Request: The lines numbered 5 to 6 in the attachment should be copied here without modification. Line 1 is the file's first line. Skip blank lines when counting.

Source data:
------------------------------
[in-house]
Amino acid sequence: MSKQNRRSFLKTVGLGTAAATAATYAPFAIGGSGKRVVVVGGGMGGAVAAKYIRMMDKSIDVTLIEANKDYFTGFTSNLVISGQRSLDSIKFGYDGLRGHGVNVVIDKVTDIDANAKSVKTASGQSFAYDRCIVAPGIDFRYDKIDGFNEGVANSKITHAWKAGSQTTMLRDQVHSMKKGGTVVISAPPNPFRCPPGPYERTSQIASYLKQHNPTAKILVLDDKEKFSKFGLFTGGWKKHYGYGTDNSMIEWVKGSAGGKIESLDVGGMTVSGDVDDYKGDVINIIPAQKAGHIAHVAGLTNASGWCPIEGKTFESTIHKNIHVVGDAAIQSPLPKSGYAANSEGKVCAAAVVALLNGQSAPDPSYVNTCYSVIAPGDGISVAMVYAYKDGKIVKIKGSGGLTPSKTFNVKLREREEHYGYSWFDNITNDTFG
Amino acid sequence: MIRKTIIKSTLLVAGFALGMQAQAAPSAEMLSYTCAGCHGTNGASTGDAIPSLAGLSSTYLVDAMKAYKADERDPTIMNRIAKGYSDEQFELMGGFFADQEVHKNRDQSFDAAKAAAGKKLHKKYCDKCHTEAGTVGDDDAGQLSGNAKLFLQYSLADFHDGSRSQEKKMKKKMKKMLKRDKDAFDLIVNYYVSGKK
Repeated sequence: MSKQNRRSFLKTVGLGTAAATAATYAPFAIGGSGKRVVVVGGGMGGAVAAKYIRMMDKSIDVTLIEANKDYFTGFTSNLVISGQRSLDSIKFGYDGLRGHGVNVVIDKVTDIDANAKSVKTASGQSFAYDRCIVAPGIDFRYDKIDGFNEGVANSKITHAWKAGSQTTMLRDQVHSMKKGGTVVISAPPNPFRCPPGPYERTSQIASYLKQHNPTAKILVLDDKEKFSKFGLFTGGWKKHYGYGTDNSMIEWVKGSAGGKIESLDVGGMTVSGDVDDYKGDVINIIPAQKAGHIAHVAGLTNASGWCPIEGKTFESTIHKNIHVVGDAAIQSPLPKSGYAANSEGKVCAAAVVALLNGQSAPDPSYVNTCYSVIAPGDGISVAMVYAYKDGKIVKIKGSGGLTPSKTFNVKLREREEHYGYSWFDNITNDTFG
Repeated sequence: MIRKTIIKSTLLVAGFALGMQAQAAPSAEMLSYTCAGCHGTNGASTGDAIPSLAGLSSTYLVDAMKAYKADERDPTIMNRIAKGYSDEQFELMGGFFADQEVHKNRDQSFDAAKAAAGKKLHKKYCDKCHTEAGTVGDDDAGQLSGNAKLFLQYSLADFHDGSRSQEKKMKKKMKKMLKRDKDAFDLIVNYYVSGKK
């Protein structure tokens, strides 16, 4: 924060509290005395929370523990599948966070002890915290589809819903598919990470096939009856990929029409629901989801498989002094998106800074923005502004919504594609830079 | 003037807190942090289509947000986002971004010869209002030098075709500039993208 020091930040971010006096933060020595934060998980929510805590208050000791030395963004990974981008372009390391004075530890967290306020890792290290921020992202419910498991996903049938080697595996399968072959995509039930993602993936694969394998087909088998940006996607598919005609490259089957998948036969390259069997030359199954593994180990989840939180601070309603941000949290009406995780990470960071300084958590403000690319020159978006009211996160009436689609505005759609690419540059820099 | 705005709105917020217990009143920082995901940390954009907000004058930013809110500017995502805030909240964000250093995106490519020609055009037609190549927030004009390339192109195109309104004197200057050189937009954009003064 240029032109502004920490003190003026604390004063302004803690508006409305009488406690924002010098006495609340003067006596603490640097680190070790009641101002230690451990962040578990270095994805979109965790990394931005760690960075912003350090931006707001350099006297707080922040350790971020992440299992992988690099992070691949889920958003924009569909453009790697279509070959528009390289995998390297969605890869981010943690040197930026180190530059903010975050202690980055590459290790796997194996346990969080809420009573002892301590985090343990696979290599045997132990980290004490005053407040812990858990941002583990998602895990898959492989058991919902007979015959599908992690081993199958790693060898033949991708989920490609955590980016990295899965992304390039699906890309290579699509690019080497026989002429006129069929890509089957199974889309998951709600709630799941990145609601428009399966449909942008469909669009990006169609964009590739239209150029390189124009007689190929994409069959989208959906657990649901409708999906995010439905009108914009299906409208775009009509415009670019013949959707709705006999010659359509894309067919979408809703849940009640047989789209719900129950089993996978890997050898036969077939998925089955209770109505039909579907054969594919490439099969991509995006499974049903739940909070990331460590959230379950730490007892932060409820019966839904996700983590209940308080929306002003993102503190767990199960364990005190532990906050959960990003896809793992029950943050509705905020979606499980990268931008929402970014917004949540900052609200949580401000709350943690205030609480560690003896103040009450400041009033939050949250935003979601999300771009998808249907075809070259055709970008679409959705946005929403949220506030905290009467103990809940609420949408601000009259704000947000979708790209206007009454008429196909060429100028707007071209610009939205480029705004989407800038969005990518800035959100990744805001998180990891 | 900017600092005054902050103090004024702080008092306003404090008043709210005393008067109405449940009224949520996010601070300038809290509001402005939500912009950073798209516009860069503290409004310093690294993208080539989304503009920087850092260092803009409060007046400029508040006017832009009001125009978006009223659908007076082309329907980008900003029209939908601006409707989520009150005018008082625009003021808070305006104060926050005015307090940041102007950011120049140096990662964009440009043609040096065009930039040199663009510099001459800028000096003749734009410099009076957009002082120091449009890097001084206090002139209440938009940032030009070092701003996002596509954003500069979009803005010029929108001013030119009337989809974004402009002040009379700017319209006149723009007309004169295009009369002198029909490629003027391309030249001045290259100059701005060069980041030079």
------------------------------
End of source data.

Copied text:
Repeated sequence: MIRKTIIKSTLLVAGFALGMQAQAAPSAEMLSYTCAGCHGTNGASTGDAIPSLAGLSSTYLVDAMKAYKADERDPTIMNRIAKGYSDEQFELMGGFFADQEVHKNRDQSFDAAKAAAGKKLHKKYCDKCHTEAGTVGDDDAGQLSGNAKLFLQYSLADFHDGSRSQEKKMKKKMKKMLKRDKDAFDLIVNYYVSGKK
């Protein structure tokens, strides 16, 4: 924060509290005395929370523990599948966070002890915290589809819903598919990470096939009856990929029409629901989801498989002094998106800074923005502004919504594609830079 | 003037807190942090289509947000986002971004010869209002030098075709500039993208 020091930040971010006096933060020595934060998980929510805590208050000791030395963004990974981008372009390391004075530890967290306020890792290290921020992202419910498991996903049938080697595996399968072959995509039930993602993936694969394998087909088998940006996607598919005609490259089957998948036969390259069997030359199954593994180990989840939180601070309603941000949290009406995780990470960071300084958590403000690319020159978006009211996160009436689609505005759609690419540059820099 | 705005709105917020217990009143920082995901940390954009907000004058930013809110500017995502805030909240964000250093995106490519020609055009037609190549927030004009390339192109195109309104004197200057050189937009954009003064 240029032109502004920490003190003026604390004063302004803690508006409305009488406690924002010098006495609340003067006596603490640097680190070790009641101002230690451990962040578990270095994805979109965790990394931005760690960075912003350090931006707001350099006297707080922040350790971020992440299992992988690099992070691949889920958003924009569909453009790697279509070959528009390289995998390297969605890869981010943690040197930026180190530059903010975050202690980055590459290790796997194996346990969080809420009573002892301590985090343990696979290599045997132990980290004490005053407040812990858990941002583990998602895990898959492989058991919902007979015959599908992690081993199958790693060898033949991708989920490609955590980016990295899965992304390039699906890309290579699509690019080497026989002429006129069929890509089957199974889309998951709600709630799941990145609601428009399966449909942008469909669009990006169609964009590739239209150029390189124009007689190929994409069959989208959906657990649901409708999906995010439905009108914009299906409208775009009509415009670019013949959707709705006999010659359509894309067919979408809703849940009640047989789209719900129950089993996978890997050898036969077939998925089955209770109505039909579907054969594919490439099969991509995006499974049903739940909070990331460590959230379950730490007892932060409820019966839904996700983590209940308080929306002003993102503190767990199960364990005190532990906050959960990003896809793992029950943050509705905020979606499980990268931008929402970014917004949540900052609200949580401000709350943690205030609480560690003896103040009450400041009033939050949250935003979601999300771009998808249907075809070259055709970008679409959705946005929403949220506030905290009467103990809940609420949408601000009259704000947000979708790209206007009454008429196909060429100028707007071209610009939205480029705004989407800038969005990518800035959100990744805001998180990891 | 900017600092005054902050103090004024702080008092306003404090008043709210005393008067109405449940009224949520996010601070300038809290509001402005939500912009950073798209516009860069503290409004310093690294993208080539989304503009920087850092260092803009409060007046400029508040006017832009009001125009978006009223659908007076082309329907980008900003029209939908601006409707989520009150005018008082625009003021808070305006104060926050005015307090940041102007950011120049140096990662964009440009043609040096065009930039040199663009510099001459800028000096003749734009410099009076957009002082120091449009890097001084206090002139209440938009940032030009070092701003996002596509954003500069979009803005010029929108001013030119009337989809974004402009002040009379700017319209006149723009007309004169295009009369002198029909490629003027391309030249001045290259100059701005060069980041030079």